Job Market Paper
Us vs. Them: Unionization as Anti-Immigration Backlash [draft coming soon!]
This paper shows that anti-immigrant sentiment led to the development of labor unions in the United States at the beginning of the twentieth century. Using a novel panel on unionization from newly digitized documents and a shift-share instrument to exploit exogenous variation in immigration between 1900 and 1920, I find that counties that received more immigrants experienced an increase in the number of unions and the share of unionized workers. Exploring the mechanisms, I show that the effect is driven by an increased participation of U.S.-born workers, and concentrated in the unions that adopted nativist positions during this period. Further, the increase in unionization was caused by the arrival of culturally distant immigrants, and amplified in places with worse attitudes towards immigration. Instead, labor unions did not grow more in counties more exposed to the immigrants' competition in the labor market. These findings identify a novel and unexplored consequence of the anti-immigration backlash: the development of institutions that aim to protect workers' status in the labor market. They also highlight immigration as an important driver of unionization in the early twentieth century, accounting for approximately a quarter of the average growth in craft unionization of this period.
Work in Progress
"Political Cycles in Black Union Membership"
A broad strand of literature in economics has studied political cycles, especially focusing on how politicians manipulate budgets to increase their chances of re-election. Much less attention has been given to how the political cycle affects the incentives and behavior of organizations. In this paper, I study how elections affect public sector labor unions, a type of organization with well-acknowledged ties to politics, and the Democratic party in particular. I find that, in presidential election years, unionization rates increase for Black workers. The effect is larger in the occurrence of open seat elections; in Blue states; and, among constituencies where other institutions that mobilize Black voters, such as the NAACP or the Black church, are less present. This evidence is consistent with a mechanism in which labor unions increase their membership to more effectively lobby politicians ahead of a general election, by targeting and mobilizing workers who are otherwise less likely to turn out to vote, and more likely to lean Democratic.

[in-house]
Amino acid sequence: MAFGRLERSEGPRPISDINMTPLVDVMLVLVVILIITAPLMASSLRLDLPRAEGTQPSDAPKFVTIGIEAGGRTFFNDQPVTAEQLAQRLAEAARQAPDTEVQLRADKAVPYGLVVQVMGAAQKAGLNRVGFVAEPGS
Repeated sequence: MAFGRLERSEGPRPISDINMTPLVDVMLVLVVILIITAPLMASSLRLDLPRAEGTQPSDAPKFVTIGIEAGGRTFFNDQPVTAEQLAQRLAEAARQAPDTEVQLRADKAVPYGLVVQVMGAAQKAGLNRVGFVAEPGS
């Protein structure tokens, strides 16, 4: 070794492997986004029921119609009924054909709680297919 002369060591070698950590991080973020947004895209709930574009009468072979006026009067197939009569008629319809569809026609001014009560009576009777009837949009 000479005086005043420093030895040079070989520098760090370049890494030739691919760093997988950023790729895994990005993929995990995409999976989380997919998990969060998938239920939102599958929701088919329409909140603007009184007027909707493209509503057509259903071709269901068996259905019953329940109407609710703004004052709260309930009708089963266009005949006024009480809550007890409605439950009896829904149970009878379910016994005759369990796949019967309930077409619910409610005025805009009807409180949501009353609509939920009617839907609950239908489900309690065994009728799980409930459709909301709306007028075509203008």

"Patronage and Careers in the Federal Civil Service: Evidence from U.S. Judges" (with Massimo Pulejo)
Political connections are a pervasive method for the selection of public sector workers worldwide. Yet, the existing literature on patronage has largely focused on developing countries or drawn case studies from historical contexts. This paper analyzes the consequences of patronage in the federal civil service of the United States, which still occurs today. Focusing on the federal judiciary system from 1789 to the present and leveraging previously unused data, we use difference-in-differences and event-study designs to show that the career trajectories of federal judges are crucially shaped by the tenure of the senator(s) who recommends their nomination, and to inquire whether and how this connection influences judges' productivity and sentencing decisions. This project makes three contributions. First, it documents the consequences that the selection of public officials through patronage has in a major, developed economy. Second, it shows how patronage appointments for entry-level positions can affect careers within an organization. Third, it challenges the claim that political appointments may solve biases arising from the direct election of public officials.
“The Economic Effects of Public Hiring Constraints” (with Maria Carreri, Edoardo Di Porto, Edoardo Teso, and Silvia Vannutelli).
How do public administrations cope with tight limits on external hiring? What is the effect of these limits on public sector performance? How does the size of public employment affect local labor markets and private sector growth? In this paper, we aim to address these questions by: (i) leveraging rich administrative data on the universe of both public and private sector employees in the Italian labor market; and, (ii) exploiting plausibly exogenous variation in hiring constraints across different Italian public administrations induced by a 2008 reform that limited public sector hiring. With the findings of this paper, we aim to contribute to a long-standing debate on the public employment effects on the labor market, by exploiting exogenous variation in the size of local public employment; and, to the literature on internal labor markets, by focusing on a unique setting that allows us to document how the internal labor market of public sector organizations responds to shocks in external hiring ability.
American Economic Journal: Economic Policy, Explorations in Economic History
Business Analytics | Summer 2019, 2020, 2021
Making Business Decisions with Big Data | Winter 2020, 2021
Statistical Decision Analysis | Winter 2020, 2021, 2022, 2023 (Evanston) and Fall 2020, 2021, 2022 (Miami)